Like it or not, certain locations have stereotypical reputations. New Yorkers are rude. Texans are loud. And Boston drivers….well, let’s just say you wouldn’t want your grandma to be caught driving there during morning rush hour. Real or not, Boston drivers surely have one of the worst reputations in the country. All you have to do is call someone a “Boston Driver” and they immediately understand you’re accusing them of being aggressive and heavy on the gas pedal.
Well the Boston city council has had enough and is aiming to do something about it. Earlier this week, council member Matt O’Malley, unanimously backed by the other city council members, called on the city to take a serious look at traffic calming measures. Over the next several weeks, local and state traffic law enforcement agencies will be getting together with a variety of Boston organizations and local residents to discuss preferred methods for slowing speeding drivers.
O’Malley said that all traffic calming options were on the table so long as they do not interfere with emergency response vehicles – a critical stipulation that will, according to a variety of recently published reports, reduce the options available in many locations.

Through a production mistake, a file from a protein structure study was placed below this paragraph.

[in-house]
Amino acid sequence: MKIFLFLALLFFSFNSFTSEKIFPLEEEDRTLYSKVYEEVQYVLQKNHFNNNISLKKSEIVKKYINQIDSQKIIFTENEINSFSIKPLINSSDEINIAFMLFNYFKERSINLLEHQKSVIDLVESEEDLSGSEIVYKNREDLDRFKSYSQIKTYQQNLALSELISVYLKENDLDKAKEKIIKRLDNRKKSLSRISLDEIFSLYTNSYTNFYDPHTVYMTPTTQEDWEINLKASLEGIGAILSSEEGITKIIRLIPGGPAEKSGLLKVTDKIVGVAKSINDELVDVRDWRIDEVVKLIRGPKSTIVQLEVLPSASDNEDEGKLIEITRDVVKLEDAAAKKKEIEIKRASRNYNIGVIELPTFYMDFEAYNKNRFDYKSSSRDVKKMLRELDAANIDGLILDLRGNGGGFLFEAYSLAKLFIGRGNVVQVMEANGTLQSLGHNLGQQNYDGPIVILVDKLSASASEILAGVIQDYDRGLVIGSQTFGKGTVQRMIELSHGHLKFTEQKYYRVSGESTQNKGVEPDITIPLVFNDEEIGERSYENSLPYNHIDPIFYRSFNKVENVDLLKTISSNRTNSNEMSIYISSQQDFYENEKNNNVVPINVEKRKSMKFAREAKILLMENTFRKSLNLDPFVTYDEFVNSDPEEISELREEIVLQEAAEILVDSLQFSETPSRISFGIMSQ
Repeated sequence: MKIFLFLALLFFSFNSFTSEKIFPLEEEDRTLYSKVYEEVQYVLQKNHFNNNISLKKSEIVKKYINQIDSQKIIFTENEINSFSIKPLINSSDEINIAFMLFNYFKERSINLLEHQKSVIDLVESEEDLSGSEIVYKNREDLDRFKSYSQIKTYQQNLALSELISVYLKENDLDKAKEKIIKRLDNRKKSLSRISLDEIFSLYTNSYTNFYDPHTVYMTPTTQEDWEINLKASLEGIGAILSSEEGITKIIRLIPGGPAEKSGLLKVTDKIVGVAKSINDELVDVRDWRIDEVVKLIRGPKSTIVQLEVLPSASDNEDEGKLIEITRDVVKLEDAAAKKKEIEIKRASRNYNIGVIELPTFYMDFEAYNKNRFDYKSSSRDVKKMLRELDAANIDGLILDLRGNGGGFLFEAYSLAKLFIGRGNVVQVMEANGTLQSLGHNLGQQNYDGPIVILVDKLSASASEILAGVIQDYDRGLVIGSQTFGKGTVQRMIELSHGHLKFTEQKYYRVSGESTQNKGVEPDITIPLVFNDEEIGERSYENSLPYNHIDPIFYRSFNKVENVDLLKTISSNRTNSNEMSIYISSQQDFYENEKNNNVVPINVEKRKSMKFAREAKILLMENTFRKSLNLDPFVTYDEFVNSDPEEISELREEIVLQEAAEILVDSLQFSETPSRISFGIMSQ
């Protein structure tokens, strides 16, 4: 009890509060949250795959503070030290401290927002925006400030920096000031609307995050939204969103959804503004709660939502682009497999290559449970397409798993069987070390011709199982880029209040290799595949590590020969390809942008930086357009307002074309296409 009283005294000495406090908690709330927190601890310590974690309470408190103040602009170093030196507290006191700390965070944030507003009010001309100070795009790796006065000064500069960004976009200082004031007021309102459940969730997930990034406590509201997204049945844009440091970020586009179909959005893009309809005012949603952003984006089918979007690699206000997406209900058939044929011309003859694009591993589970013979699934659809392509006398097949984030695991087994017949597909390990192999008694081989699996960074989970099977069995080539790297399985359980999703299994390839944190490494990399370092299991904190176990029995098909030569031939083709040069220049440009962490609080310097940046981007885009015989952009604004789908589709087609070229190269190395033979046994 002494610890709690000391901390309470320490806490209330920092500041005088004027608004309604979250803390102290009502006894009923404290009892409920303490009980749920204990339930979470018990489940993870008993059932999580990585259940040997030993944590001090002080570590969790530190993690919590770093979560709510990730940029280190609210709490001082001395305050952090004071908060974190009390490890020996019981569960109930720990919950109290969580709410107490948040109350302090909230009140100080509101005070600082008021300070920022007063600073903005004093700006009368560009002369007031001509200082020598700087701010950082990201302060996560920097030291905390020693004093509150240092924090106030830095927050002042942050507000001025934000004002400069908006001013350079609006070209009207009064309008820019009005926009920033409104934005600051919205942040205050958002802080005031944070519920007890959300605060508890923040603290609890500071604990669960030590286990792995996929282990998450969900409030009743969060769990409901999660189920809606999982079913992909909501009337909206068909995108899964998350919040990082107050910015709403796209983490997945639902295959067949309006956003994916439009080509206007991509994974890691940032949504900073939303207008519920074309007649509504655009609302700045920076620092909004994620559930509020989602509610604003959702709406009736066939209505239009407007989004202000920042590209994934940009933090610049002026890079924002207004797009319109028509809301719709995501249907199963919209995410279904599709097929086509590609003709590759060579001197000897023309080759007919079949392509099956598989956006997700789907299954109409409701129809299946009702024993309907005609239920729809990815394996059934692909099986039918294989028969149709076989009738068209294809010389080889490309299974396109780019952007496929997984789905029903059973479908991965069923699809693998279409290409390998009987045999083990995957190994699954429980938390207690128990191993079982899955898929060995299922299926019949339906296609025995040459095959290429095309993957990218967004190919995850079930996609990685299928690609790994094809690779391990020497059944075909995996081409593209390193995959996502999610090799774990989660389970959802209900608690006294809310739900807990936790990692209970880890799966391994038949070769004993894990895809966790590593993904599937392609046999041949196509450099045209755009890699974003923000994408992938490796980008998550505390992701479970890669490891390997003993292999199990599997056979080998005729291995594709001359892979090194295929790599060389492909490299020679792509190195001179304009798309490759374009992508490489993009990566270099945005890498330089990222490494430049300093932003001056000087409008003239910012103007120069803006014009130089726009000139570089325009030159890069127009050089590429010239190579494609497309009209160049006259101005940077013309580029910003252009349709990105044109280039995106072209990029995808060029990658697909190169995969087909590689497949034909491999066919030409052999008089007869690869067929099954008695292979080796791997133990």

Speed Cushions, speed bumps, and even things like rumble strips and median islands have been shown to be inhospitable to fire trucks and other emergency vehicles. Other preliminary suggestions such as public awareness campaigns and warning signs have proven, in many cases, to be ineffective. O’Malley said he was even open to the idea of installing speed cameras, but if he hopes to be re-elected, he may want to review the mounting body of news articles showing residential outrage over such automated revenue-generating tactics.
Of course, we here at Traffic Calming Matters are partial to the use of radar speed signs in many locations. That’s because (a) they do not impede emergency vehicles (b) they do not necessary result in ticket issuing and (c) they are proven again and again to be highly effective – particularly around school zones, work zones and other locations where pedestrian safety is of particular concern.
The reason they are so effective as that radar speed signs work by refocusing the attention of distracted drivers back on to the job at hand – driving safely. As O’Malley points out, most drivers (even in Boston) are good drivers. Research suggests that it only requires the type of reminders that radar speed signs provide to get these drivers back in focus.
In his statement to the press, O’Malley noted that there have been numerous studies done of late that look at methods used in other major cities to “balance and protect the safety of livability of residential neighborhoods with emergency service needs.” So, if they do their homework and look at the evidence provided by these types of studies, you can be assured that there will be a lot more radar speed signs in Boston’s future.